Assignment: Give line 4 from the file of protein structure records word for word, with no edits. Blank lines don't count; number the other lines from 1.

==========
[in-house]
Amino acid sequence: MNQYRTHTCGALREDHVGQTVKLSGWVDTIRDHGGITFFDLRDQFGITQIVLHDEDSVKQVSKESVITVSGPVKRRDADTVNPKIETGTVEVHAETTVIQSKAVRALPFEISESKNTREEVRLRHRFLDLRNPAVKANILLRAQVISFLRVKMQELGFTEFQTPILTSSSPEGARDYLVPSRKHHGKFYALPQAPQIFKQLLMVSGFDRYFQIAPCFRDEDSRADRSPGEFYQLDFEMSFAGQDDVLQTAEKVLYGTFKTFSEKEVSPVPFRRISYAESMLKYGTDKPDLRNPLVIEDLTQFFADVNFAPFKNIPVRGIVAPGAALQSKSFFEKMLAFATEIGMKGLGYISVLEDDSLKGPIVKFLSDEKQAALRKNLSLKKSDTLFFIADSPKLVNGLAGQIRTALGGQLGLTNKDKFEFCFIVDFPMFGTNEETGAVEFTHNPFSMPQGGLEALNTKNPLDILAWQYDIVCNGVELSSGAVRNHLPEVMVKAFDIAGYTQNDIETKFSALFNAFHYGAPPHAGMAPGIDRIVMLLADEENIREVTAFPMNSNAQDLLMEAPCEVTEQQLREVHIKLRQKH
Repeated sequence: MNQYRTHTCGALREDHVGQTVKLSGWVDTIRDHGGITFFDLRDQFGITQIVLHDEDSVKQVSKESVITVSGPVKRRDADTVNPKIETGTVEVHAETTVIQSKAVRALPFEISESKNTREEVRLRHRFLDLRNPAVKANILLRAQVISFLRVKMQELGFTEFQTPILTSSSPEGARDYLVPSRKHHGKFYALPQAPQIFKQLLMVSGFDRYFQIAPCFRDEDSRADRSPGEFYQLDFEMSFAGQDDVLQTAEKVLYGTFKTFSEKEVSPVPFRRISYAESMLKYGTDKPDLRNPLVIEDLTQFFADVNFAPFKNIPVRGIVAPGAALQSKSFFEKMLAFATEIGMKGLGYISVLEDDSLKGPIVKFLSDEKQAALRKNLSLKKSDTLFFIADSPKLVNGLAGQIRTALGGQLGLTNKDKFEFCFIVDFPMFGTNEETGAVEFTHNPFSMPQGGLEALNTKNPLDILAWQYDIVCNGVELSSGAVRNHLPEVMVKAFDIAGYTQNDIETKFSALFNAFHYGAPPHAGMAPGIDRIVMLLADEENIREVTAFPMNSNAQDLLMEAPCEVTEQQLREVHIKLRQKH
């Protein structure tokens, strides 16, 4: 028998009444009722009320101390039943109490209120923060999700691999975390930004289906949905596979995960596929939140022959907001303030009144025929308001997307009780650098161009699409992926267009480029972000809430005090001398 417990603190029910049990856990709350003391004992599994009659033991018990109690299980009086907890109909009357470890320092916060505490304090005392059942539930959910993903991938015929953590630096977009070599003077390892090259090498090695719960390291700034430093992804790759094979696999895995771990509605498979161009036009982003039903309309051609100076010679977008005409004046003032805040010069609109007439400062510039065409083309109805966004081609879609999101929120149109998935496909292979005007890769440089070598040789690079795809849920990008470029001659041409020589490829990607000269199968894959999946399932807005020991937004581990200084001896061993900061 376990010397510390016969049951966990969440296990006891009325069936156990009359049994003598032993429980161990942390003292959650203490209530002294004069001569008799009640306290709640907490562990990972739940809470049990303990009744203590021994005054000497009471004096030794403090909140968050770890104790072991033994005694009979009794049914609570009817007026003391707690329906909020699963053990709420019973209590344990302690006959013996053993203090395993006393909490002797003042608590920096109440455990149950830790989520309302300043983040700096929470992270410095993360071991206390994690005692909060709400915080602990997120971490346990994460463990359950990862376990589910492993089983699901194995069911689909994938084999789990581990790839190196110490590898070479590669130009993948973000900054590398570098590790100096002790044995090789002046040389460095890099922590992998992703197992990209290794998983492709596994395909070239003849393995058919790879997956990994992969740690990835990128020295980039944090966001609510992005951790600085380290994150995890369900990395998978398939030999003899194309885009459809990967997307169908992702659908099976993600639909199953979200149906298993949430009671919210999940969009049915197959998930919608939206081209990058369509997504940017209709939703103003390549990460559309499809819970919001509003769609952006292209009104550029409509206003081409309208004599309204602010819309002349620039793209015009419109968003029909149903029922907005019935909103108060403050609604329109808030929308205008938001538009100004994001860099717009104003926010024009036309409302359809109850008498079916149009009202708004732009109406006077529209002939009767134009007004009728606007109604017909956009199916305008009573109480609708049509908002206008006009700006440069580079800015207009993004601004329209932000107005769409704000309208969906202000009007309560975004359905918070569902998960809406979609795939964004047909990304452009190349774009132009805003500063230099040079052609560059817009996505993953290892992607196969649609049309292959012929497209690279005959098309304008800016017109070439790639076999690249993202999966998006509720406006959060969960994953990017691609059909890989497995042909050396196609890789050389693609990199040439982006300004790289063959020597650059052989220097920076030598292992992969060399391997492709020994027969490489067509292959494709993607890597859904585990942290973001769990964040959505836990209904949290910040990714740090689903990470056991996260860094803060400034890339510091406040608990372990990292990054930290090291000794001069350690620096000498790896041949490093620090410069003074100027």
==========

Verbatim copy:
């Protein structure tokens, strides 16, 4: 028998009444009722009320101390039943109490209120923060999700691999975390930004289906949905596979995960596929939140022959907001303030009144025929308001997307009780650098161009699409992926267009480029972000809430005090001398 417990603190029910049990856990709350003391004992599994009659033991018990109690299980009086907890109909009357470890320092916060505490304090005392059942539930959910993903991938015929953590630096977009070599003077390892090259090498090695719960390291700034430093992804790759094979696999895995771990509605498979161009036009982003039903309309051609100076010679977008005409004046003032805040010069609109007439400062510039065409083309109805966004081609879609999101929120149109998935496909292979005007890769440089070598040789690079795809849920990008470029001659041409020589490829990607000269199968894959999946399932807005020991937004581990200084001896061993900061 376990010397510390016969049951966990969440296990006891009325069936156990009359049994003598032993429980161990942390003292959650203490209530002294004069001569008799009640306290709640907490562990990972739940809470049990303990009744203590021994005054000497009471004096030794403090909140968050770890104790072991033994005694009979009794049914609570009817007026003391707690329906909020699963053990709420019973209590344990302690006959013996053993203090395993006393909490002797003042608590920096109440455990149950830790989520309302300043983040700096929470992270410095993360071991206390994690005692909060709400915080602990997120971490346990994460463990359950990862376990589910492993089983699901194995069911689909994938084999789990581990790839190196110490590898070479590669130009993948973000900054590398570098590790100096002790044995090789002046040389460095890099922590992998992703197992990209290794998983492709596994395909070239003849393995058919790879997956990994992969740690990835990128020295980039944090966001609510992005951790600085380290994150995890369900990395998978398939030999003899194309885009459809990967997307169908992702659908099976993600639909199953979200149906298993949430009671919210999940969009049915197959998930919608939206081209990058369509997504940017209709939703103003390549990460559309499809819970919001509003769609952006292209009104550029409509206003081409309208004599309204602010819309002349620039793209015009419109968003029909149903029922907005019935909103108060403050609604329109808030929308205008938001538009100004994001860099717009104003926010024009036309409302359809109850008498079916149009009202708004732009109406006077529209002939009767134009007004009728606007109604017909956009199916305008009573109480609708049509908002206008006009700006440069580079800015207009993004601004329209932000107005769409704000309208969906202000009007309560975004359905918070569902998960809406979609795939964004047909990304452009190349774009132009805003500063230099040079052609560059817009996505993953290892992607196969649609049309292959012929497209690279005959098309304008800016017109070439790639076999690249993202999966998006509720406006959060969960994953990017691609059909890989497995042909050396196609890789050389693609990199040439982006300004790289063959020597650059052989220097920076030598292992992969060399391997492709020994027969490489067509292959494709993607890597859904585990942290973001769990964040959505836990209904949290910040990714740090689903990470056991996260860094803060400034890339510091406040608990372990990292990054930290090291000794001069350690620096000498790896041949490093620090410069003074100027």